Results for: tools

Curious David

Curious David Redux: Links to My Favorite Learning Tools

Photo on 9-10-15 at 11.23 AM

Caveat Lector: This blog piece is laden with hypertext links that lead you to additional thoughts I have about these learning tools!

With the deadline for responding to Jane Hart’s annual list of top learning tools not until this summer, here are my present thoughts on my top technology learning tools:

Reading: I need tools that increases the likelihood of my being able to stay abreast of current events and aware of current research findings that I then can incorporate into my classes in an ongoing basis. Driving to school today while listening to NPR I was alerted to some research dealing with “nudging” individuals to buy more healthy foods by partitioning grocery carts. When my commute was temporarily blocked by a Waukesha train, I took the time to dictate into my cell phone that I should incorporate “nudging research” into my experimental social psychology class. I later added that particular NPR stream to my RSS reader/aggregator.  Though I have tried Feedly, I am presently using Inoreader.

I do a lot of online reading, (though I am convinced by Naomi Baron that the printed book has a bright future– Lego Ergo Sum) heeding and feeding my need to learn from Twitter (where I tend to follow a selective list of individuals who share or enlarge my interests), Facebook (where I maintain relationships with former students), and LinkedIn (which has some interesting capabilities for also keeping in touch with alumnae, Board of Trustees, and professional contacts).

Writing: I enjoy writing, and have investigated all of the writing tools on Jane’s list. I also have far-too-many writing (and other) apps on my far-too-many computers which I use across the day. My favorite journaling app of the moment is Day One. Its simplicity (and beauty) intrigues me and it motivates (nags) me to write. Of the six blogging pieces of software I have investigated I continue to use WordPress . It continues to teach me, and it gives me access to a number of individuals who write better than I. It is important to me that I learn from them. As I continue to try and reach out to non-English speaking audiences I am always looking for good language translation software that improves upon Google Translate.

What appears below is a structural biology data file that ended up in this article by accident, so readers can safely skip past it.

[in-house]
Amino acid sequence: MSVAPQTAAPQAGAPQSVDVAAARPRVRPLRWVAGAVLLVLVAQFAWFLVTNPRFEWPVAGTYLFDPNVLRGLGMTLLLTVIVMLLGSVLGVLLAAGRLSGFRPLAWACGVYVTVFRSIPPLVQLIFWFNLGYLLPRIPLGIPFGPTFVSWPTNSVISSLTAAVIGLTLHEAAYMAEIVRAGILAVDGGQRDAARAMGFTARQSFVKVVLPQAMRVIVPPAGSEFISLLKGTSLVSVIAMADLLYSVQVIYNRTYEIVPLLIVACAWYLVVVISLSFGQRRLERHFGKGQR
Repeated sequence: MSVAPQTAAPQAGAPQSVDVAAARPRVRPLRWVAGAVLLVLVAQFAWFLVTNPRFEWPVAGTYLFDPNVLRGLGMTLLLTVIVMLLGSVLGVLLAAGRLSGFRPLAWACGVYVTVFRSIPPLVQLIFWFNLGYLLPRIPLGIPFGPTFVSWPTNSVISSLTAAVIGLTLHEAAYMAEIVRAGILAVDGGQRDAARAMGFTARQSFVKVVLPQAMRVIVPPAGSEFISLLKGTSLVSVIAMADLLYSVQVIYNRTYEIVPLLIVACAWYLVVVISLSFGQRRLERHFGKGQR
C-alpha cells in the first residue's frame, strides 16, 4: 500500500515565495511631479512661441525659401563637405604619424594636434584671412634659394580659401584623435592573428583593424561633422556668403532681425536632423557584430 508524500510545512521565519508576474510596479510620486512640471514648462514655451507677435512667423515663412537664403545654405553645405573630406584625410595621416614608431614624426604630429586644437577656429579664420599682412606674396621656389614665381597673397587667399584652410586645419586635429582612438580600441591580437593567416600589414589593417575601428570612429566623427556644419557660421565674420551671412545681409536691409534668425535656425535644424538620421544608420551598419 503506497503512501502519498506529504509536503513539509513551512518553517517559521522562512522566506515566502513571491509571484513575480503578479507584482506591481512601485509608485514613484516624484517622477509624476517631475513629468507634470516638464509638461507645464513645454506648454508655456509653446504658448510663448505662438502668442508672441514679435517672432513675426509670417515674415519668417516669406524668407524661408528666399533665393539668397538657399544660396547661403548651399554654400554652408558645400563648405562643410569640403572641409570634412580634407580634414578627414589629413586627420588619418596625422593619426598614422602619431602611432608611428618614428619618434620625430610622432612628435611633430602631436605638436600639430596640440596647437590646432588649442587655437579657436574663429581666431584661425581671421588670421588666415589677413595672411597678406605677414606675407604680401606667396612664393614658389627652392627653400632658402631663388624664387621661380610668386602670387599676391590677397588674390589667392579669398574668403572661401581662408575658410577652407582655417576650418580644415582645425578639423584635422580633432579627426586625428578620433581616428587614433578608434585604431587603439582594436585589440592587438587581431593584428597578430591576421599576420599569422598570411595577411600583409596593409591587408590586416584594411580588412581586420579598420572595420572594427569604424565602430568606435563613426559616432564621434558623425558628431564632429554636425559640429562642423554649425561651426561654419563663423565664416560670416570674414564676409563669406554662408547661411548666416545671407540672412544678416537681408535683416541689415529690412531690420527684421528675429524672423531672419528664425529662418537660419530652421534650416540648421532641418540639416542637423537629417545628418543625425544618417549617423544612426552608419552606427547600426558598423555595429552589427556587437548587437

Arithmetic: Among the courses I teach is “Statistics and Experimental Design.” I am also a partner of a consulting firm with Gregory K. Schneider and Jane Schneider. For data analysis purposes I use (and teach) SPSS, the Statistical Package for the Social Sciences though I follow very closely  the possibility of switching to something (which is as all encompassing but more user-friendly and which is open source) such as JASP.  For conducting surveys I teach and use SurveyMonkey.

Testing/ Quizzing: I continue to search for the ideal Testing/Quizzing tool. Though I have examined ProProfs Quizmaker and Quizlet,

Screen Casting: Of the many screen casting tools I have explored, I keep coming back to using Screenflow though I am determined to give Camtasia (both Mac and PC versions) a thorough examination this academic year. I’ve been able to use such software to incorporate into my Statistics classes supplemental tutorials on the use of SPSS.  I prefer using Vimeo to YouTube as an outlet for my video productions.